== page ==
on the bullet, and the ram is lowered. The leverage of the press easily
pulls the case off the bullet, which stays tightly gripped in the
collet. Like the inertia pullers, collet pullers do little or no damage
to the bullet or case, and salvaged components can be reused. Collet
bullet pullers are more expensive than the inertia pullers, especially
since they will require a separate collet for every caliber bullet
to be pulled.
A kinetic bullet puller is available from Dillon, RCBS, Quinetics
last variety of pullers are the spring steel units that are threaded
into a standard reloading press. This is actually a slight variation
on the collet puller. With a loaded cartridge placed into the shell
holder, the ram is raised until the bullet pushes its way through
the flexible spring steel jaws of the puller. Lowering the ram causes
the jaws to grip the bullet even tighter, stripping it from the
case mouth. The bullet remains firmly clenched in the jaws of the
puller, until it is forced out by the next bullet to be pulled.
This type of puller tends to mar the bullets quite badly, but it
is a very fast way to breakdown ammunition. Like the collet pullers,
these require that a different set of jaws be used for each caliber
bullet to be pulled.
the scratches left on the bullets pulled in this manner, they can
still be reloaded for plinking or informal practice. When breaking
down surplus military ammunition, regardless of which type of puller
is used, bump the bullet a bit deeper in a seating die before attempting
to pull it. This will break the asphalt sealant around the neck,
making it much easier to extract the bullet.
are a relatively recent innovation for the average reloader but
have truly revolutionized handloading. Until about twenty years
ago, chronographs were almost exclusively used by military and commercial
ammunition manufacturers, being far too expensive and cumbersome
for all but the most dedicated reloaders. Today, it is uncommon
to go to the range and not find at least one shooter using a chronograph
to evaluate his loads. Aside from the obvious advantage of determining
the velocity of a given load, a chronograph can be invaluable in
evaluating the consistency of reloaded ammunition. Extreme spreads
in velocity, while not always obvious on short range targets, will
greatly effect the long range accuracy potential of a load. With
a little preliminary work, such chronograph data can save precious
range time by weeding out loads that may give good results at 100
or 200 yards, but will show too much vertical dispersion at long
range. For some shooting applications, access to a reliable chronograph
is an absolute necessity.
its inception, IPSC/USPSA action pistol shooting has evolved to
different scoring categories for both major and minor
cartridges. In order to make major, the power factor
(bullet weight in grains multiplied by velocity in feet per second)
must equal 165,000 or greater. A competitor who accepts the data
as shown in a manual and goes to a match without verifying the load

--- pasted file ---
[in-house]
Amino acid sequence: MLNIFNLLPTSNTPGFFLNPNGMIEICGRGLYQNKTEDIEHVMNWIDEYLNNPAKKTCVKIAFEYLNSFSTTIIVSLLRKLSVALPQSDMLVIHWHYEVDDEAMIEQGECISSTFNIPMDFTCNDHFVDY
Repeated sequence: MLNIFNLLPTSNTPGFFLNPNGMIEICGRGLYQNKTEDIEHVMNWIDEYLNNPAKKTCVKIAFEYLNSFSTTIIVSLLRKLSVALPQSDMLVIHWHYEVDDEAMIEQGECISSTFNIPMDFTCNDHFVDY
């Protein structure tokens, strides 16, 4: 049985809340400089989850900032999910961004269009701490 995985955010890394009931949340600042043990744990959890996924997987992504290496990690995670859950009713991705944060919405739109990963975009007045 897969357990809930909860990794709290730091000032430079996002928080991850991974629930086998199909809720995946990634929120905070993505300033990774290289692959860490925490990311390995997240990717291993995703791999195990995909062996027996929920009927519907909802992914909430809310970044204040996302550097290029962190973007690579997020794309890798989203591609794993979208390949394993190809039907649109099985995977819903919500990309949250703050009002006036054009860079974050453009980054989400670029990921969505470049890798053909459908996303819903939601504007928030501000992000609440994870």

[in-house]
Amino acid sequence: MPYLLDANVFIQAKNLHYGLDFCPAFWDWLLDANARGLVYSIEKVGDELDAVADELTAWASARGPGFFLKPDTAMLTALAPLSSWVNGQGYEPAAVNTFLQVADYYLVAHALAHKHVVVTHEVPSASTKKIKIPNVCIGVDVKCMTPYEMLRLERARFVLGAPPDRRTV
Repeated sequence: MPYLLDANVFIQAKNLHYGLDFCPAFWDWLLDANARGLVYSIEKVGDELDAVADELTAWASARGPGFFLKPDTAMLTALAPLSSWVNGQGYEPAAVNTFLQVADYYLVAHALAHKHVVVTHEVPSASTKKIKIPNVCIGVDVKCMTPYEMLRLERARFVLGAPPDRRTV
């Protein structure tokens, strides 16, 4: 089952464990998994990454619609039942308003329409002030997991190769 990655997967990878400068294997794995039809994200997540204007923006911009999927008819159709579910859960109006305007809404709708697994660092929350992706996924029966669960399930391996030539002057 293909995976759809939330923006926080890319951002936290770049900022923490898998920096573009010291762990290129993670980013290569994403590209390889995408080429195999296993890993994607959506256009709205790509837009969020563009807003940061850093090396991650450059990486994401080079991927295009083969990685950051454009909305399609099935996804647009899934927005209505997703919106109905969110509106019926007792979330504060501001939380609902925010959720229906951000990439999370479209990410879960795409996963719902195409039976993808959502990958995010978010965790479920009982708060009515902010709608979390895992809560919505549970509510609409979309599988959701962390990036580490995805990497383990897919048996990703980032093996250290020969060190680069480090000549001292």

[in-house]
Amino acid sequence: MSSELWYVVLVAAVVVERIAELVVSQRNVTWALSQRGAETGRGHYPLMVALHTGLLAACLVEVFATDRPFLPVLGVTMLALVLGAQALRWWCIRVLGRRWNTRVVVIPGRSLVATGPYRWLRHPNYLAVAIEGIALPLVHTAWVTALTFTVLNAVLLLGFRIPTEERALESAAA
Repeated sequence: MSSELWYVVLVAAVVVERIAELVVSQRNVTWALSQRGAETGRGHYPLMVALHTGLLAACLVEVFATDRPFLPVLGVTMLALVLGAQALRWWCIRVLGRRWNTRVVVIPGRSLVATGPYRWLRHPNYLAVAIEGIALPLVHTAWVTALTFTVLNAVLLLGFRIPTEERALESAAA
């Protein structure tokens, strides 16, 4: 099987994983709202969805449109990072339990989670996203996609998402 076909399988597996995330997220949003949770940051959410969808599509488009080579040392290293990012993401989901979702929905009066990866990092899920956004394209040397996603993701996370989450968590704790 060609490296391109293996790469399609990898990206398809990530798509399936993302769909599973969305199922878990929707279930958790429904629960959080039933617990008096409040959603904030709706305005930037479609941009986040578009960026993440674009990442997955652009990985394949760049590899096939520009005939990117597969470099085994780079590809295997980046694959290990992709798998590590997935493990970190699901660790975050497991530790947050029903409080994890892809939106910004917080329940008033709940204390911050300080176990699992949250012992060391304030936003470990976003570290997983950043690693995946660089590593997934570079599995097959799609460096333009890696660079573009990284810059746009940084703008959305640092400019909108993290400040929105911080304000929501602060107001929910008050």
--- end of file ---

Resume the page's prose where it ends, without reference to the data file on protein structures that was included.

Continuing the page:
indeed makes major, may find himself competing at a
disadvantage when his ammunition is chronographed at the match and
falls into the minor scoring category. Even worse, a
shooters ammunition could fail to make the minimum power floor,
and would be disqualified from the match. Chronographs today have
become inexpensive and easy to use, making their use at matches
to check a competitors ammunition almost certain.
variables that may play an important role in load development can
sometimes be detected through the use of a chronograph. Primer incompatibility,
lot to lot variations of the same powder, differences
between brands of brass, etc., will become readily apparent when
velocity fluctuations can be recorded.
earliest units available to handloaders were anything but convenient
to use. Few provided direct readouts of velocity, with most giving
a series of numbers that had to be translated into velocity
by hand. This was generally accomplished by means of a manual, which
contained conversion charts showing which velocity corresponded
to which read out, and so on. The basis of most chronographs is
a counter, or clock, which measures the time taken by a projectile
to cover a specified distance. While most modern chronographs utilize
photoelectric skyscreens to trigger this clock, many of the older
units used paper screens containing a wire filament that had to
be physically broken by the passage of a bullet. Naturally, these
screens had to be replaced for each and every shot. The shoot-through
construction of these screens prevented the shooter from firing
for velocity and accuracy at the same time. In other words, you
shot for groups, or you shot for velocity readings, but you couldnt
do both in the same string. In use, the photoelectric screen serves
as an eye looking upwards. When a bullet is fired over
these screens, they detect its passage by a change in the amount
of light coming into the receptor, in effect seeing
the shadow of the bullet. Today, shooters tend to take these photoelectric
marvels for granted, a tribute to how efficient and easy to use
they have become.
of these early units were quite crude by comparison to todays
compact, powerful and versatile chronographs. Where most of the
older chronographs gave only velocity, some of the newer units will
provide shot to shot reviews of every string, standard deviation,
average velocity, extreme spreads, and high and low velocity readings
from every string. The Oehler Model 43, more aptly titled as a Personal
Ballistics Laboratory, is even capable of providing pressure readings
from a conventional firearm, determining ballistic coefficient,
and plotting group size via a downrange acoustical target.